Q&A with the legendary JOHN LASSETER

nullThe following Interview has been shared with Animation Xpress.com by Sony Pictures Releasing India on behalf of Buena Vista International

John Lasseter is a Walt Disney for the 21st Century. The director of Toy Story 1 and 2 and A Bug’s Life, and a driving force at animation powerhouse Pixar, Lasseter has been at the forefront of computer-generated animation since its earliest days. Yet he attributes Pixar’s success to remembering that audiences go to films for their stories not their special effects. “No one comes out of a film and says ‘Wow, the technology was amazing,'” Lasseter says. “Personally I like movies that make me cry, because they’re tapping into a real emotion.” Lasseter’s latest film is Cars, the saga of one Lightning McQueen, a hotshot animated stock car who’s on his way to a big race when he gets waylaid in the sleepy Californian town of Radiator Springs. The jovial Lasseter, wearing one of his trademark Hawaiian shirts, talked to us at Pixar’s headquarters in San Francisco, shortly after his appointment as chief creative officer of a newly united Pixar and Walt Disney Co.

You’ve done monsters and toys. Where did the idea for a film about cars come from?
Well, the fact that I love cars was the starting point. When I was a kid my Dad was a parts manager at a car dealership in Los Angeles, so I grew up working weekends and summers in the parts department of a Chevrolet dealership. Cars like Corvettes and Camaros were in their heyday then and all these American muscle cars would come through the place and I thought it was just amazing.

So you wanted to revisit your youth?
Not exactly [laughs]. But just after I’d finished work on Toy Story2 — it was the summer of 2000 I think — my wife and I bought a motor home and went on a two-month trip with our four boys. We had no plan other than to dip our feet in the Pacific Ocean and then head east. All our friends thought we were going to kill each, but the opposite happened: we got so close as a family. So when I came back I realized that what I wanted this movie to be about was what I had learned on that trip: that family and friends are what’s important and the journey you take in life is its own reward.

Is that what you see as the message of Cars?
First and foremost it’s just a lot of fun, very colorful and very entertaining. But yes, it’s also a very moving story and what it’s saying is that the journey you take in life is what it’s all about. It’s not about where you’re headed, it’s about paying attention to the here and now.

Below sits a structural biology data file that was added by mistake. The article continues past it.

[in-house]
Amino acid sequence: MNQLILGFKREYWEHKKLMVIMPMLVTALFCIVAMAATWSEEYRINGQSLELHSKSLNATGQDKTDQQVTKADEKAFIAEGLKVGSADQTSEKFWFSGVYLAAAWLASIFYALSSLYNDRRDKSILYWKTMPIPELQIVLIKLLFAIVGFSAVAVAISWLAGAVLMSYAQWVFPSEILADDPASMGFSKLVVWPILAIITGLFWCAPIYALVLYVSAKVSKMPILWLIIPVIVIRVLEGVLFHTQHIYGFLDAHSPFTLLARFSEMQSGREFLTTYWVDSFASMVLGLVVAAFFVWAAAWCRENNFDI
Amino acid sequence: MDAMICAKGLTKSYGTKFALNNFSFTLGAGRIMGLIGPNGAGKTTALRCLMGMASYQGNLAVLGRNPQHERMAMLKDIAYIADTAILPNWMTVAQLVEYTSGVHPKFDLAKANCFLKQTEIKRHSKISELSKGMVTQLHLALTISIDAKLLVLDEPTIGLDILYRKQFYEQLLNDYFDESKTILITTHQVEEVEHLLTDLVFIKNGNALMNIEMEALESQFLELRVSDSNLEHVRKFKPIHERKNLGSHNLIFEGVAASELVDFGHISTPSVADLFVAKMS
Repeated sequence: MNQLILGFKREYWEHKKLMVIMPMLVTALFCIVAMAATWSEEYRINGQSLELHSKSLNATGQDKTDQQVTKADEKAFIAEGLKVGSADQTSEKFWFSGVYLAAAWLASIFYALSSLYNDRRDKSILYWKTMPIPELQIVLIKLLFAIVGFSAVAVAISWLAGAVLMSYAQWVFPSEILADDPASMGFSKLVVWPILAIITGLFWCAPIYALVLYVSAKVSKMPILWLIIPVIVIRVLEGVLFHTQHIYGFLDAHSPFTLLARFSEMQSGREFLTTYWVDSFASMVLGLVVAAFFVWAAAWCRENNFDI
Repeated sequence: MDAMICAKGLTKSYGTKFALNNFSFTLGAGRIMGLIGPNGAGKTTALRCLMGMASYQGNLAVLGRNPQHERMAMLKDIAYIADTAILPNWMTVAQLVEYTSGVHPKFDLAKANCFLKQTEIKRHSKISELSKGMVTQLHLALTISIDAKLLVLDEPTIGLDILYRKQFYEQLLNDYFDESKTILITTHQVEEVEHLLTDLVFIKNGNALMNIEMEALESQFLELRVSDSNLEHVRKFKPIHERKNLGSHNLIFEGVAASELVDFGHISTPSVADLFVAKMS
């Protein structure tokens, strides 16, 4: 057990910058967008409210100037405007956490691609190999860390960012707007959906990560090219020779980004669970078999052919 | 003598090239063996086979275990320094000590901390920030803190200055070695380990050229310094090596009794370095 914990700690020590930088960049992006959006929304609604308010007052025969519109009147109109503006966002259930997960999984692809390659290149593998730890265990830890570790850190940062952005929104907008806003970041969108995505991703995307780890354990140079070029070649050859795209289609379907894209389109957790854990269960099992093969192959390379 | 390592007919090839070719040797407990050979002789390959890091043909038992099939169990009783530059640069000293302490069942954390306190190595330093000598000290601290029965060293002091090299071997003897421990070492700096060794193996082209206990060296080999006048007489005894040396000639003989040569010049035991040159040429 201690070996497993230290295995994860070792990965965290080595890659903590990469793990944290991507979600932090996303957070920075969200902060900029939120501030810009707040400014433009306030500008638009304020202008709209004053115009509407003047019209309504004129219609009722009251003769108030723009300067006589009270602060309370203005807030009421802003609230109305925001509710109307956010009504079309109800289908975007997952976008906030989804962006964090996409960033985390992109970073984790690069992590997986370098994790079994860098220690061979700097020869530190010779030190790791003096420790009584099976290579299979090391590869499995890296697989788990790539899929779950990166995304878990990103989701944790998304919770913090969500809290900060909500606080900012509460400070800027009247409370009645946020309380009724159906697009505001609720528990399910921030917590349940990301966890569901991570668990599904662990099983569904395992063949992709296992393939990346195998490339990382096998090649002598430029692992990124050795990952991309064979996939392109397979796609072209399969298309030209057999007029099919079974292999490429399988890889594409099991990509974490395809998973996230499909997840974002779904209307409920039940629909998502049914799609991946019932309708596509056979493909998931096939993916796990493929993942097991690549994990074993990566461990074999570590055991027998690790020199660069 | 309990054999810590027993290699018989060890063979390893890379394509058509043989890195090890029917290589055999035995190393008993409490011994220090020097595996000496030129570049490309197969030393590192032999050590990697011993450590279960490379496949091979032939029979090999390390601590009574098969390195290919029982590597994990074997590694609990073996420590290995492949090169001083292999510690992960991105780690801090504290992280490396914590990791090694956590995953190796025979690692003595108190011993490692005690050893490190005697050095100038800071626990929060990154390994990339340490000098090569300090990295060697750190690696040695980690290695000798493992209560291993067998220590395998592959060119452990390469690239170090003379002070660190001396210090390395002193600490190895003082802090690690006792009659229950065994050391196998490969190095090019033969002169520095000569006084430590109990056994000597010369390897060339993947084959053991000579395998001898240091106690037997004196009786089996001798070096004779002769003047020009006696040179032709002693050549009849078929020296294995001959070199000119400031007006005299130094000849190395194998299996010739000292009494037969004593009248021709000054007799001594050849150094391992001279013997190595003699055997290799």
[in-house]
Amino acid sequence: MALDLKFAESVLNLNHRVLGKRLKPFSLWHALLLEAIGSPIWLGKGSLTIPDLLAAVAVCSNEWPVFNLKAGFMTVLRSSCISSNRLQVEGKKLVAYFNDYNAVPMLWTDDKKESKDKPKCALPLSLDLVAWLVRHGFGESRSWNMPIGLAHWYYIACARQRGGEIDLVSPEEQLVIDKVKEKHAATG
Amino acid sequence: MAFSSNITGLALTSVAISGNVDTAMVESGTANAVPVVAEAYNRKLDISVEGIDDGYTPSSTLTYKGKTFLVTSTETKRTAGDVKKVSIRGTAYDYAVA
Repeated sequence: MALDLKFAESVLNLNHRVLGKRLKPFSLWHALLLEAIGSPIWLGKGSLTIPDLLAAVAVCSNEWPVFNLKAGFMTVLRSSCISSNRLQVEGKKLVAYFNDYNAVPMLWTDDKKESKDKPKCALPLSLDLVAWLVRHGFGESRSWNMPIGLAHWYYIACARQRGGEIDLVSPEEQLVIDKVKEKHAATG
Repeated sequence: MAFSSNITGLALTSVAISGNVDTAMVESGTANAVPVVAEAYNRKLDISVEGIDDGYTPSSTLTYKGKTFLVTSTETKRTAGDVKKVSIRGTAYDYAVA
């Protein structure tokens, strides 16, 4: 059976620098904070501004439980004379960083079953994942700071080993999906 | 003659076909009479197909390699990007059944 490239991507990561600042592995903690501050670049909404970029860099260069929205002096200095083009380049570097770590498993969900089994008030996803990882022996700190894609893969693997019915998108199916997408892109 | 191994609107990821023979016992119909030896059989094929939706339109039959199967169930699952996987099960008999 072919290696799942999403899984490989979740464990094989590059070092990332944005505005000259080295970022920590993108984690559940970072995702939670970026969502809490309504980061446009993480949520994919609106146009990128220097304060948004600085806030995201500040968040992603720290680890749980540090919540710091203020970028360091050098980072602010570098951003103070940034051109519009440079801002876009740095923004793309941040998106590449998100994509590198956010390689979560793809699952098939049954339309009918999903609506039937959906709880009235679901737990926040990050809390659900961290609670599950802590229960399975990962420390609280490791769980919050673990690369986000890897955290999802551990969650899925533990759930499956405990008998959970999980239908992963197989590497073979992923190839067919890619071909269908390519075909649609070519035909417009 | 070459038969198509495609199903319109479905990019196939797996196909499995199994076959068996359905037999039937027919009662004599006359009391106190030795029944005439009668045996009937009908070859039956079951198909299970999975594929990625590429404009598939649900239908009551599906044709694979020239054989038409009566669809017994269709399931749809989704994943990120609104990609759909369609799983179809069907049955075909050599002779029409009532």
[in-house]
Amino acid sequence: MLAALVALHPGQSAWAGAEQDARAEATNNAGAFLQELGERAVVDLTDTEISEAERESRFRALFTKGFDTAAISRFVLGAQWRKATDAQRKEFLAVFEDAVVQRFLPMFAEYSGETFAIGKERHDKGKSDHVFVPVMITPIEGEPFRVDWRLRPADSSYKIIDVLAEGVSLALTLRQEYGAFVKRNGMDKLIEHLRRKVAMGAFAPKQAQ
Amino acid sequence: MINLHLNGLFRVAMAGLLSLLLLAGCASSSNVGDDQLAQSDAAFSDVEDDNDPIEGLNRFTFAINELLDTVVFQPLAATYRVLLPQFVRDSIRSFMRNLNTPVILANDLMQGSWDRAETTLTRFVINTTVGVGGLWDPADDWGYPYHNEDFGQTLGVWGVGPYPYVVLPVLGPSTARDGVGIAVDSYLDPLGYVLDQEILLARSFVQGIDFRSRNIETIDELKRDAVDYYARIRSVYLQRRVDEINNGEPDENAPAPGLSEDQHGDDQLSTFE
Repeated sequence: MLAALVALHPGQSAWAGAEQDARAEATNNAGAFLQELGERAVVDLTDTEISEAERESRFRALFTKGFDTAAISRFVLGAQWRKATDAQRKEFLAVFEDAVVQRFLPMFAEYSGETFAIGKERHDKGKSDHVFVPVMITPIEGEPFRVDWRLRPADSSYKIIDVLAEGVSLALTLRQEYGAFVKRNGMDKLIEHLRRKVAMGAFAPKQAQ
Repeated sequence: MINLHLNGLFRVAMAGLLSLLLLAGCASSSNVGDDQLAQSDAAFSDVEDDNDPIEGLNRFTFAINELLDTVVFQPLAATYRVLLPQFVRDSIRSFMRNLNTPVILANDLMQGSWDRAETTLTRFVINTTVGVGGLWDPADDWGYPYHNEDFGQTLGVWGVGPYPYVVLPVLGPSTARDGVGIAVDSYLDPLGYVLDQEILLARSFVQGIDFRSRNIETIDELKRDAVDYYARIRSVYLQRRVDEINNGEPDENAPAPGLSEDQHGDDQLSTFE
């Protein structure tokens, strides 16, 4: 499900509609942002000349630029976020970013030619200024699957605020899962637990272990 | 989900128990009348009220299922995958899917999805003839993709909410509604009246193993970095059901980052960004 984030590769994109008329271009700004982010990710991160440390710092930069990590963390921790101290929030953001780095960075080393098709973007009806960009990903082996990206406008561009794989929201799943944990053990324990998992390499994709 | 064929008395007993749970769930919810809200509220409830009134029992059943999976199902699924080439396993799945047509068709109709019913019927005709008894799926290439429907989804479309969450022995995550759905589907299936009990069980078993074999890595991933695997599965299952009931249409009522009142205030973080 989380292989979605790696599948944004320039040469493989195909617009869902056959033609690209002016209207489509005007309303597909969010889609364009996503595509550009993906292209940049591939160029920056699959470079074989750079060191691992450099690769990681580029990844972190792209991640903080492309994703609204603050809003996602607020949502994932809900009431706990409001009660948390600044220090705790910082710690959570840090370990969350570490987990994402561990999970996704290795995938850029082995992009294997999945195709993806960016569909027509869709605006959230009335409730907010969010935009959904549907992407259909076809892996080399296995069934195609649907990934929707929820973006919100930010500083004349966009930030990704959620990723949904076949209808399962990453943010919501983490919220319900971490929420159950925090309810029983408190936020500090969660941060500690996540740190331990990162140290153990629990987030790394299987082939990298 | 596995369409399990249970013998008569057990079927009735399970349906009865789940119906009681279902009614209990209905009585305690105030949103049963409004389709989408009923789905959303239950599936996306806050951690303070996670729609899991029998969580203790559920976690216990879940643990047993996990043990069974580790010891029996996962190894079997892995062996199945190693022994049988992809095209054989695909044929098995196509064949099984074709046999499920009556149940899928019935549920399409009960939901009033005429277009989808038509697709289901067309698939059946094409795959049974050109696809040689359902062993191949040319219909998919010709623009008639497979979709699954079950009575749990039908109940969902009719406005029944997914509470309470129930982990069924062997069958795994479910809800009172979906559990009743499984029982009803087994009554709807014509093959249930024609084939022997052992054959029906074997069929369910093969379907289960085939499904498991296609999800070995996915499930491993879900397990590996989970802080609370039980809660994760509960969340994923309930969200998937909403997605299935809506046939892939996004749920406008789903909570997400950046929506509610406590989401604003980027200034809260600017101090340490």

What about people who don’t really care about cars. Are they going to like this film?
I admit that I’m real geeky about cars, I mean I love everything about them, but my wife Nancy is not a car person and she warned me right upfront. She said, ‘You better make sure you make this film for everybody out there who’s not a car nut, like myself. People that really just want a car to get from point A to point B without breaking down.’ To be honest, I didn’t believe that these sort of people existed [laughs], but we came up with ‘the Nancy factor’, which basically meant that we made sure the movie appealed to everyone. On the other hand, for people who are into cars, we sweated all the details to make sure they were correct.

Thinking of your previous films, toys and monsters really lent themselves to becoming cartoon characters. Cars don’t seem so obvious.
You’re right, they’re tricky. I mean, when you look at a car, you immediately see the eyes are really in the headlights, but we knew that wouldn’t work for us. We decided to put the eyes in the windshield so that the entire car becomes the head of the character and it kind of moves on its four wheels like a four-legged character. This way the hood of the car becomes the nose and down by the grill and the bumper is the mouth. It just makes the car more alive and gives the animator more opportunity to use the wheels like hands and legs.